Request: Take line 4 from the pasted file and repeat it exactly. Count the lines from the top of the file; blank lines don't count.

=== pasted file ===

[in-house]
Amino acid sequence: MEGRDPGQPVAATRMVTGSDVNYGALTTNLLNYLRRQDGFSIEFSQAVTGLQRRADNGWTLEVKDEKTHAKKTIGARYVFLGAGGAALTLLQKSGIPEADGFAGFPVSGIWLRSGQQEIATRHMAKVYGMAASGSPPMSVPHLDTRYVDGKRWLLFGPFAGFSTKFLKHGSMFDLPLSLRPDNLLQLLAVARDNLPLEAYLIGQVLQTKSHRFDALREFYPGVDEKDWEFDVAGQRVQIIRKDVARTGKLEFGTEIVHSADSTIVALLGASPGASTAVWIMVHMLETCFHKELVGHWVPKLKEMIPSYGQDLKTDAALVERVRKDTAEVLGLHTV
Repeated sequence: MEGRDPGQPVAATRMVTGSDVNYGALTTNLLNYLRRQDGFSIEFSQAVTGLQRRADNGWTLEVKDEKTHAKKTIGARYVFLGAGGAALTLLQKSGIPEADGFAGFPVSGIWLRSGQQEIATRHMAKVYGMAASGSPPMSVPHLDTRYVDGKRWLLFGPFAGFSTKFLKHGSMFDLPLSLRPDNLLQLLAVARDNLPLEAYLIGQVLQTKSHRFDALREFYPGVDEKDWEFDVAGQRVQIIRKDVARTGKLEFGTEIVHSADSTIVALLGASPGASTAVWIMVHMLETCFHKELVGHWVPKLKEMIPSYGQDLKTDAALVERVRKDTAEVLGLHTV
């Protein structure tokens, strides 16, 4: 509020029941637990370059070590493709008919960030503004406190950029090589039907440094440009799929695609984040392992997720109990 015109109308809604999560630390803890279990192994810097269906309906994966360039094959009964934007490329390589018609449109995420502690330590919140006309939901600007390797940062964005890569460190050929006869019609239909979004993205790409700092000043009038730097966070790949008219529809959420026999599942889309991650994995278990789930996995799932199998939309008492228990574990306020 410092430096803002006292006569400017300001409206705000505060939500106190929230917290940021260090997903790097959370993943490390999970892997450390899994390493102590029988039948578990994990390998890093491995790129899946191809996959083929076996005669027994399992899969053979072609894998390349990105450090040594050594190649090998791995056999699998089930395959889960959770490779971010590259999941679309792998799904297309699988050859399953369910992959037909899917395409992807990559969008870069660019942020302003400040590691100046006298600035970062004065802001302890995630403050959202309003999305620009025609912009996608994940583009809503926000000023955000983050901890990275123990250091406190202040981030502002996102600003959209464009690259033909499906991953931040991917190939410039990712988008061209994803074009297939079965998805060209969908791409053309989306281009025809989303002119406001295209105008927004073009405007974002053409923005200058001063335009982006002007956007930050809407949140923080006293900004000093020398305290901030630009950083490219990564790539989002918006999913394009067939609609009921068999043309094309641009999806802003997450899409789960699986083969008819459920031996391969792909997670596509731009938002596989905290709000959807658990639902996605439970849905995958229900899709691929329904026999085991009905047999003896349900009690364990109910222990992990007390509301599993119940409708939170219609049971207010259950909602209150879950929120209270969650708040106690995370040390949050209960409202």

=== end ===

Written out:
């Protein structure tokens, strides 16, 4: 509020029941637990370059070590493709008919960030503004406190950029090589039907440094440009799929695609984040392992997720109990 015109109308809604999560630390803890279990192994810097269906309906994966360039094959009964934007490329390589018609449109995420502690330590919140006309939901600007390797940062964005890569460190050929006869019609239909979004993205790409700092000043009038730097966070790949008219529809959420026999599942889309991650994995278990789930996995799932199998939309008492228990574990306020 410092430096803002006292006569400017300001409206705000505060939500106190929230917290940021260090997903790097959370993943490390999970892997450390899994390493102590029988039948578990994990390998890093491995790129899946191809996959083929076996005669027994399992899969053979072609894998390349990105450090040594050594190649090998791995056999699998089930395959889960959770490779971010590259999941679309792998799904297309699988050859399953369910992959037909899917395409992807990559969008870069660019942020302003400040590691100046006298600035970062004065802001302890995630403050959202309003999305620009025609912009996608994940583009809503926000000023955000983050901890990275123990250091406190202040981030502002996102600003959209464009690259033909499906991953931040991917190939410039990712988008061209994803074009297939079965998805060209969908791409053309989306281009025809989303002119406001295209105008927004073009405007974002053409923005200058001063335009982006002007956007930050809407949140923080006293900004000093020398305290901030630009950083490219990564790539989002918006999913394009067939609609009921068999043309094309641009999806802003997450899409789960699986083969008819459920031996391969792909997670596509731009938002596989905290709000959807658990639902996605439970849905995958229900899709691929329904026999085991009905047999003896349900009690364990109910222990992990007390509301599993119940409708939170219609049971207010259950909602209150879950929120209270969650708040106690995370040390949050209960409202």